The 80th annual national convention of the National Model Railroad Association (NMRA) was held last week in Portland, Oregon. The host hotel was the DoubleTree at Lloyd Center, and it proved a very good venue for the talks and exhibit rooms. The Expo Center a few miles away was the site of the National Train Show on August 28–30. Though I was there all week, and took in many events, I can give only a tiny sample of all the activities in what I believe was an outstanding NMRA convention. Chairman Doug Auburg and his many staff did a great job.
Among the essential features of any convention hotel is a good gathering place for people to meet and talk, and for some, a place to get the drink of their choice. The bar just off the lobby at this DoubleTree was a very good example of this, and I confess to spending a certain amount of time here myself.
One centerpiece for me at any such meeting is the clinic program, and this one was very full and largely very good. There were the usual nationally-known suspects giving talks, along with plenty of regional and even local speakers, making the program well rounded. There were few clinic times that I was not in a clinic room. I will just show a single photo, of Ed Merrin presenting his talk on the Northwestern Pacific, to illustrate this part of the convention.
I gave two talks myself, each one twice, one on PFE operations, the other on Building a Realistic Bulk Oil Dealership (the handout for it is at this link: http://modelingthesp.blogspot.com/2015/08/handout-for-oil-dealership-clinic.html ).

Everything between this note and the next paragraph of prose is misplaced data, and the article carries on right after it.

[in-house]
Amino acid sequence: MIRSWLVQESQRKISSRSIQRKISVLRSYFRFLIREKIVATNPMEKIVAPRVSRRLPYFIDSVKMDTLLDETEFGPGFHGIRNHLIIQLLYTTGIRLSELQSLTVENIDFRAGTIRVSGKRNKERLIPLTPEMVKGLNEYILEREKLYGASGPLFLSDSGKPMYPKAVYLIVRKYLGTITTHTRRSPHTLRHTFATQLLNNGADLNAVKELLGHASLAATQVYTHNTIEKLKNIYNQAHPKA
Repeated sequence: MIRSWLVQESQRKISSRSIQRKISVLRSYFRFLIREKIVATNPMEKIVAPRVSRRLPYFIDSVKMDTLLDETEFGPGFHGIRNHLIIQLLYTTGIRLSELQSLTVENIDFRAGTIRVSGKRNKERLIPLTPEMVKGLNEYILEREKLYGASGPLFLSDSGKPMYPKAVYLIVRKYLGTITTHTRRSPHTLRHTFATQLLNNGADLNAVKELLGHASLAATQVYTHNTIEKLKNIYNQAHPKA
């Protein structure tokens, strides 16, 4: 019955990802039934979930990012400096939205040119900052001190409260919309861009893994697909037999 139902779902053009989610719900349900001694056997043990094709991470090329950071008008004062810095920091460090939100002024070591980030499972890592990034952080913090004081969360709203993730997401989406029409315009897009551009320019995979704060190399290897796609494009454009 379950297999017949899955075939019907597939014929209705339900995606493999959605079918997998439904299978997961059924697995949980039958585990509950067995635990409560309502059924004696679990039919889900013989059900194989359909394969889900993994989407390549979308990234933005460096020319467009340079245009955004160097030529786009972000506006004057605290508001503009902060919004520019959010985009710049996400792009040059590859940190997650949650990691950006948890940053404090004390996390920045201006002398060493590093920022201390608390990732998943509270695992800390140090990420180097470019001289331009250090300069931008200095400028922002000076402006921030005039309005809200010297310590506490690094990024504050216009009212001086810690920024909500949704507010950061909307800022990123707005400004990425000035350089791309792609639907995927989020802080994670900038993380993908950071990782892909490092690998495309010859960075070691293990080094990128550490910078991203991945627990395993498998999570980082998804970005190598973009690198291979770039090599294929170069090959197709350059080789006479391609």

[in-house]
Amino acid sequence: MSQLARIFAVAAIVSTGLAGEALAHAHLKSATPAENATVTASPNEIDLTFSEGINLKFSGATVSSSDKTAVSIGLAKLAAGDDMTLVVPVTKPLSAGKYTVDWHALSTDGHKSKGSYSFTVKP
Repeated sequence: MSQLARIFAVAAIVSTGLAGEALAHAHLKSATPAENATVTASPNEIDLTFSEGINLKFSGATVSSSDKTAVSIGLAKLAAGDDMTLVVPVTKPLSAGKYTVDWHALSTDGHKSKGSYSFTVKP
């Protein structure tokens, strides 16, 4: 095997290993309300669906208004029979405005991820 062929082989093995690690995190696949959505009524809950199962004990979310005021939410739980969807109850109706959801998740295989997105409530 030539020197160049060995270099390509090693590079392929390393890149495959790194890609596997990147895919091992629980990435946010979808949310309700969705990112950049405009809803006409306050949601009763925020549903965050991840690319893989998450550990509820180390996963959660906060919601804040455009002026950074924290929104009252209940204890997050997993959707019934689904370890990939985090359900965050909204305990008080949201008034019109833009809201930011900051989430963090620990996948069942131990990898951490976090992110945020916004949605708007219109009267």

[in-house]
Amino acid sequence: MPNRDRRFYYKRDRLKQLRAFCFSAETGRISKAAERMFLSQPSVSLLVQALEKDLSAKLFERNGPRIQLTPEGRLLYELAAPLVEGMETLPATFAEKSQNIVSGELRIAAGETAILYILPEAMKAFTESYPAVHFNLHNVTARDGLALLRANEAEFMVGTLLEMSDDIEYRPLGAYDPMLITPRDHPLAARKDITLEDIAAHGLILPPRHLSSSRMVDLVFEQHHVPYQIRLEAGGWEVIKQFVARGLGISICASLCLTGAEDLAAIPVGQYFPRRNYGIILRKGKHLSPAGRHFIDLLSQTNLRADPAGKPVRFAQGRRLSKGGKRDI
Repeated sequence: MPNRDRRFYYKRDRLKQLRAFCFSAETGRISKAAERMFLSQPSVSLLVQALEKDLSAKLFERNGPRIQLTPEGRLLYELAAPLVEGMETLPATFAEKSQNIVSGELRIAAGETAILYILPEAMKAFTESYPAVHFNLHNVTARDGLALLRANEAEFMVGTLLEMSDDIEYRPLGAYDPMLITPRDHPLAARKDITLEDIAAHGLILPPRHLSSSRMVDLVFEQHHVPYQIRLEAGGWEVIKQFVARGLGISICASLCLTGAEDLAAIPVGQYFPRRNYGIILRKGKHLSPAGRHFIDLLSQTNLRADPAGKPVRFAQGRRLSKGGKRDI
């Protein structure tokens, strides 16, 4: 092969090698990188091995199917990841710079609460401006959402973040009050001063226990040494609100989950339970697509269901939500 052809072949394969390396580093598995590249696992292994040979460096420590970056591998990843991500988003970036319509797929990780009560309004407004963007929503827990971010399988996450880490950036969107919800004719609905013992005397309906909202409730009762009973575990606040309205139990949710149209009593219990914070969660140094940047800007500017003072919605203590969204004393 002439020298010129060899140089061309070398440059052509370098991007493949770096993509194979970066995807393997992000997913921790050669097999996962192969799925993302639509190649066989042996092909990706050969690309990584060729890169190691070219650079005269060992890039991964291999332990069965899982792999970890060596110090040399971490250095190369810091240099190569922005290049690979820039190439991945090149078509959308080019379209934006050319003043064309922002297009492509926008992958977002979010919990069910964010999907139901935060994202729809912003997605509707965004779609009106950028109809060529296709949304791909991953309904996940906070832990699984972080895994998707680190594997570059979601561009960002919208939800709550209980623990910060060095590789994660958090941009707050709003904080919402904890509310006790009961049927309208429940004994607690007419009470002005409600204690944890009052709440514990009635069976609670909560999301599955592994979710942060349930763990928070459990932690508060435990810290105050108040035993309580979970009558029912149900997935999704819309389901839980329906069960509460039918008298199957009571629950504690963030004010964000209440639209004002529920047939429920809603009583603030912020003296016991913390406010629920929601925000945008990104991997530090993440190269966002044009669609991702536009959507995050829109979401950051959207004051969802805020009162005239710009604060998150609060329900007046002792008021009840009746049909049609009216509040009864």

There was a very nice Railroad Prototype Modelers (RPM) room, though not displaying large numbers of models, doubtless due to minimal advance publicity. Tim Costello took on the burden of organizing and hosting this room, and one of the models on display which I especially liked was his depiction of a Milwaukee Road PS-1 box car later in its life, having been renumbered. He faded the Kadee manufacturer’s lettering with fine sandpaper, a very nice look. You can click to enlarge.
Another nice exhibit at the RPM room was the classic approach in which the drawing that was the basis for the model is shown, along with a prototype photo, and the finished model. This is Kyle Gardiner’s Canadian Pacific sand house, very nice modeling.
The usual NMRA contest room likewise did not have all that many models, but the quality level seemed very high to me.
In recent years, Iwata-Medea has offered airbrushing clinics at many conventions, and this time I decided to attend. I have a pretty old airbrush, and thought I ought to try a hands-on experience with a well-made modern one. The clinics were presented by Alan Houtz (the morning one that I attended) and in the afternoon, by Tom Grossman, both very well done (I spectated a bit at Tom’s session). Here is a shot of the afternoon group. The hotel carpet was protected with plastic sheeting.
Full disclosure: I liked the Iwata brush I used enough to buy one!
Then the finale of the convention, the National Train Show, is always worthwhile, This year the number of vendors was not as big as some years, but the booths were still very interesting and well worth the time spent in visiting every one. This shot shows the Model Railroad Hobbyist store.
All in all, it was an outstanding convention, above average in my experience of NMRA national conventions. I really enjoyed it and was glad I could go.